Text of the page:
Night storage heating with self-generated electricity

Photovoltaic systems generate electricity when the sun is shining. But that is not always the case when you need the electricity, such as running a power heating system. Can you feed the self-generated electricity into an existing night storage heater instead of the grid? Or vice versa: Could night storage heaters serve as electricity storage for self-generated electricity? Answers can be found here.

Fluctuating amounts of electricity

The yield of electricity in photovoltaic systems is not constant. Depending on the strength and duration of the sun, different amounts of electricity are generated. Especially in the winter months, the power yield is already lower than in summer anyway, also the fluctuation range during the day is often higher than in summer.

Electricity for heating

Night storage heaters are a relatively antiquated technology to heat buildings. With a good insulation of the building, however, only small amounts of heat are needed, so that a night storage heating could certainly be sufficient.

The big advantage is that the amount of electricity generated with high fluctuations can be stored directly in the heater and later consumed. Depending on how the heater storage is dimensioned, so there is certainly a certain buffer for the heating.

In addition, electricity could be recharged very cheaply via a new technology. Up to now, the big electricity companies have been looking for a solution to harness the high losses in wind turbines with intelligent temporary storage solutions and have come across night storage heaters.

The lack of electricity, which can not be produced, could thus be replaced very cost-effectively, so the total cost of heating remains at a very low level.

Comparison to other energy storage devices

Storage system for electricity are currently still relatively expensive. For example, battery systems can be priced at around 6,000 euros with a capacity of 4.5 kWh. If higher storage capacities are required, the price increases accordingly.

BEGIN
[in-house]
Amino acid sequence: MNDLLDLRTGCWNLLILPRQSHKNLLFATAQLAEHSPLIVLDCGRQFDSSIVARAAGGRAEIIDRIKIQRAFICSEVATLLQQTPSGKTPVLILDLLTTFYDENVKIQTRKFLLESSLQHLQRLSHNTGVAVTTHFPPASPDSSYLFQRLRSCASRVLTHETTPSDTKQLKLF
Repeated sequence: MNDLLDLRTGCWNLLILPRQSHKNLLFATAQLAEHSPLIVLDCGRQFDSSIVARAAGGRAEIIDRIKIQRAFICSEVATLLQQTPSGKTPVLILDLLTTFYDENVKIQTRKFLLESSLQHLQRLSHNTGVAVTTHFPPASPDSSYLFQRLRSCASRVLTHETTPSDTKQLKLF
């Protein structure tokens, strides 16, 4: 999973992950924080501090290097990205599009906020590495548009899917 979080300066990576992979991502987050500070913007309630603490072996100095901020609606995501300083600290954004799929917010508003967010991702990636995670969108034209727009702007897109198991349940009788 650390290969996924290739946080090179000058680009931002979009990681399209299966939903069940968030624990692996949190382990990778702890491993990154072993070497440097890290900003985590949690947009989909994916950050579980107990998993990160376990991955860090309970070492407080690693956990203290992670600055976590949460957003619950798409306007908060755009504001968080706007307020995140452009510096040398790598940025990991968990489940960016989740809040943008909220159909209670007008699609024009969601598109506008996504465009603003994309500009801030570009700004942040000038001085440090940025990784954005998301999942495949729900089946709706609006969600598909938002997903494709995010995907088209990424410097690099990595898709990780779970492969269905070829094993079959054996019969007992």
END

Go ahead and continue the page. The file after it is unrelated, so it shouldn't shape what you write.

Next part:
Although there is also a government subsidy for solar batteries, but the high initial costs are only slightly reduced. The maximum subsidy amount is 600 EUR per household.

If the self-generated electricity is used for heating, but sufficiently powerful buffer memory must be available so that, for example, an infrared heater can be operated with it.

Another possibility is the so-called thermal storage, where the electricity is stored in the form of heated water. Again, the cost is relatively high, the heated water can then only be supplied to a hot water heater.

All in all, night storage heating seems to represent an interesting form of power storage, especially if it already exists.

Feeding problems

Apart from the technical problems with the design of the charging control, there are occasionally also legal problems: Night storage heaters are fundamentally subject to the TAB (Technical Connection Conditions) of the respective regional electricity supplier. Interventions in the charging control are usually prohibited.

One must also pay attention to the height of the charging currents - if the currents are too high, appropriate converters must also be connected upstream.

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